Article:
Particulate Air Pollution and Daily Mortality in Kathmandu Valley, Nepal: Associations and Distributed Lag
Srijan Lal Shrestha*
Identifiers and Pagination:Year: 2012
First Page: 62
Last Page: 70
Publisher Id: TOASCJ-6-62
Article History:Received Date: 7/9/2011
Revision Received Date: 26/12/2011
Acceptance Date: 12/03/2012
Electronic publication date: 20/4/2012
Collection year: 2012
open-access license: This is an open access article distributed under the terms of the Creative Commons Attribution 4.0 International Public License (CC-BY 4.0), a copy of which is available at: https://creativecommons.org/licenses/by/4.0/legalcode. This license permits unrestricted use, distribution, and reproduction in any medium, provided the original author and source are credited.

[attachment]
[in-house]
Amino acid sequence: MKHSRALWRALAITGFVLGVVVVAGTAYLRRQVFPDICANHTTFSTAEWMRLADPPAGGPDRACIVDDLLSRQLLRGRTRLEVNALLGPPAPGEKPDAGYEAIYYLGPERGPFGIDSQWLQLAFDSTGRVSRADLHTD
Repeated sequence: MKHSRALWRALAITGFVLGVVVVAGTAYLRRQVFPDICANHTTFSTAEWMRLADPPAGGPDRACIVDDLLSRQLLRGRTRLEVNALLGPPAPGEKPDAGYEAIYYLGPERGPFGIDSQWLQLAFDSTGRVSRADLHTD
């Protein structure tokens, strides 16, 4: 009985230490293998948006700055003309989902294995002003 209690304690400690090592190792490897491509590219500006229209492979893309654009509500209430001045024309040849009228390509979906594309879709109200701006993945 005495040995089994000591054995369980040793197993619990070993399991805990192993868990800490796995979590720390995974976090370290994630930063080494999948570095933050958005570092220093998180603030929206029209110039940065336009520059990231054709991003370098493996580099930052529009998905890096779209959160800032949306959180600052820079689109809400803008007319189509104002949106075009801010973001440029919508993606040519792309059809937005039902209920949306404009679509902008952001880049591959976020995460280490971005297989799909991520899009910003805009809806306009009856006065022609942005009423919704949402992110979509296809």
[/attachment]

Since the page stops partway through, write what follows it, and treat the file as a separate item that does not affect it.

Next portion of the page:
The distributed lag effect of ambient particulate air pollution that can be attributed to all cause mortality in Kathmandu valley, Nepal is estimated through generalized linear model (GLM) and generalized additive model (GAM) with autoregressive count dependent variable. Models are based upon daily time series data on mortality collected from the leading hospitals and exposure collected from the 6 six strategically dispersed fixed stations within the valley. The distributed lag effect is estimated by assigning appropriate weights governed by a mathematical model in which weights increased initially and decreased later forming a long tail. A comparative assessment revealed that autoregressive semiparametric GAM is a better fit compared to autoregressive GLM. Model fitting with autoregressive semi-parametric GAM showed that a 10 μg m rise in PM is associated with 2.57 % increase in all cause mortality accounted for 20 days lag effect which is about 2.3 times higher than observed for one day lag and demonstrates the existence of extended lag effect of ambient PM on all cause deaths. The confounding variables included in the model were parametric effects of seasonal differences measured by Fourier series terms, lag effect of mortality, and nonparametric effect of temperature represented by loess smoothing. The lag effects of ambient PM remained constant beyond 20 days.